Essential support of TLS for fs2.

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This library adds sport of TLS for fs2 programs. Library provides two levels of TLS:

  • TLSEngine A Low level abstraction of java's SSLEngine allowing asynchronous functional usage of SSLEngine
  • TLSSocket A wrapper of standard fs2.io.tcp.Socket that allows to receive/send data over TLS/SSL


Add this to your sbt build file :

libraryDependencies += "com.spinoco" %% "fs2-crypto" % "0.4.0"


version scala fs2
0.5.0-M1 2.11, 2.12, 2.13 1.1.0-M1
0.4.0 2.11, 2.12 1.0.0
0.2.0 2.11, 2.12 0.10.0
0.1.2 2.11, 2.12 0.9.7


To create encrypted TLS socket, library allows very simple usage by just using current fs2.io.tcp.Socket. User just need to create tcp socket and then pass it to TLSSocket that creates encrypted version of the socket.

Following is the example how this can be done in scala :

import javax.net.ssl._
import java.net.InetSocketAddress

import fs2.io.tcp.client

import spinoco.fs2.crypto._
import spinoco.fs2.crypto.io.tcp.TLSSocket

import java.nio.channels.AsynchronousChannelGroup
import java.nio.channels.spi.AsynchronousChannelProvider
import java.util.concurrent.{Executors, ThreadFactory}
import cats.effect.IO._
import scala.concurrent.ExecutionContext
import scala.{Stream => _ }
import fs2.Stream

implicit val executionContext: ExecutionContext = ExecutionContext.Implicits.global

val sslCtx = SSLContext.getInstance("TLS")
sslCtx.init(null, null, null)

implicit val tcpACG: AsynchronousChannelGroup = AsynchronousChannelProvider
  .openAsynchronousChannelGroup(Executors.newCachedThreadPool(), 8)

val ctx = SSLContext.getInstance("TLS")
ctx.init(null, null, null)

val engine = sslCtx.createSSLEngine()

val address = new InetSocketAddress("", 6060)

client(address) flatMap { socket => TLSSocket(socket, engine) } flatMap { tlsSocket =>

  // perform any operations with tlsSocket as you would with normal Socket.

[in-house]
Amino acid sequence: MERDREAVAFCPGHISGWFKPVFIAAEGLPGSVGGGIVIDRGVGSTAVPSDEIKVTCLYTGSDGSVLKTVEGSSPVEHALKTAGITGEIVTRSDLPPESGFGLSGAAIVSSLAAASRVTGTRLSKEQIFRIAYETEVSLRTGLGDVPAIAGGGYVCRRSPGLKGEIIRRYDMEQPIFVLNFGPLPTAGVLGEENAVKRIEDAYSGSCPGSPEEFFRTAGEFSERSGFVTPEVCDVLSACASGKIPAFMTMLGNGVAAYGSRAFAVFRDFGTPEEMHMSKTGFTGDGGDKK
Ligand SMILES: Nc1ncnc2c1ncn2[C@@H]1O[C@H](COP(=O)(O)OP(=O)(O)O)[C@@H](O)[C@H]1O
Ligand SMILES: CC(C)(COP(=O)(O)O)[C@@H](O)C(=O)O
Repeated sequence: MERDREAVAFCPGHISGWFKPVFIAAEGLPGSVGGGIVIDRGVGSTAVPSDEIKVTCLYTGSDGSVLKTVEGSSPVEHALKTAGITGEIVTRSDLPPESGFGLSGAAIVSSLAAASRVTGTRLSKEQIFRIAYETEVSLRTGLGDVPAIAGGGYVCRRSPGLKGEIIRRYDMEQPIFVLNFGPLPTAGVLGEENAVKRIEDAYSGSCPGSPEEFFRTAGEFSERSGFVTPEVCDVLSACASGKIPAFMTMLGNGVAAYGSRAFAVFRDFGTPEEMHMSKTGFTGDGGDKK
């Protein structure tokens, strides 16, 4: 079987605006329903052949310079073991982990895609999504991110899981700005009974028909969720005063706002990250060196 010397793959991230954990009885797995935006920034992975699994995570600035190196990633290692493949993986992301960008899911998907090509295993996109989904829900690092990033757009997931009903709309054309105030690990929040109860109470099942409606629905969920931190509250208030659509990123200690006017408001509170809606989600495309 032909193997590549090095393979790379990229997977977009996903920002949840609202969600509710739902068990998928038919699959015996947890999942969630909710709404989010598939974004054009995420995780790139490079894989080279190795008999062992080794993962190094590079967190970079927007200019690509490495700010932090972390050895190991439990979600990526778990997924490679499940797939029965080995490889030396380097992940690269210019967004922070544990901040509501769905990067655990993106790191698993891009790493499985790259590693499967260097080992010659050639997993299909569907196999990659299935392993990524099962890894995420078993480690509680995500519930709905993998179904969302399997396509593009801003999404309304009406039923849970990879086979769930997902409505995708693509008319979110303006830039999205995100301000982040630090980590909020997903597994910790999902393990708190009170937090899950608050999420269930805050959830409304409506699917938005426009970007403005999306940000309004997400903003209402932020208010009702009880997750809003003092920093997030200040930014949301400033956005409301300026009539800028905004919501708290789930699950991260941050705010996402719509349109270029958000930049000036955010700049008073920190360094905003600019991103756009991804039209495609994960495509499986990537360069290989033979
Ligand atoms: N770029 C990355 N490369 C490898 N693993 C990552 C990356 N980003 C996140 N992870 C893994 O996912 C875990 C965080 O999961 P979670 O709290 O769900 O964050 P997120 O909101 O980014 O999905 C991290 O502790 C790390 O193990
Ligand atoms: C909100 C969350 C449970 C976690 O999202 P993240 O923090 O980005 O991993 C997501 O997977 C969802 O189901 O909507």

Note that client initiates initial TLS handshake. As such, client needs to send always some data to server to trigger SSL handshake. It is engough to send empty chunk of bytes to trigger initial TLS handshake from client side.


Java's SSLEngine is not most pleasant api to work with, and therefore there is TLSEngine. TLSEngine wraps SSLEngine and provides nonblocking asynchronous interface to SSLEngine that can be used to create TLS (with java 9 even DTLS) encrypted connections.

TLSEngine is used to create TLSSocket, which can be used as real example on how TLSEngine can construct the higher level abstractions. TLSEgine provides two simple methods:

  • encrypt to encrypt data from application and send resulting data over transport layer
  • decrypt to decrypt data received from network transport.

TLSEngine encryption

When encrypting data with TLSEngine, you use the encrypt method that may return any of three results:

  • Encrypted(data) indicating that data was successfully encrypted supplying the resulting frame to be sent over network
  • Closed indicating that engine is closed and no more application data may be encrypted
  • Handshake(data, next) providing data to be sent to network party and next operation to perfom immediately after the data will be send to remote party, but before any other encrypt invocation.

TLSEngine decryption

When decrypting data with TLSEngine, you use the decrypt method, that may return any of three possible results:

  • Decrypted(data) indicating data that were decrypted. Note that data may be empty, for example in case the received data was not enough to form full TLS Record. If the data supplied to decrypt forms multiple TLS records, then this will return content of both TLS Recors, concatenated.
  • Closed idicating that engine is closed and no more data can be decrypted.
  • Handshake(data, signalSentEventually) providing data to be sent to remote party during handshake. Eventually signalSentEventually may be provided to perform operation immediately when the data will be sent to network, before any other decrypt.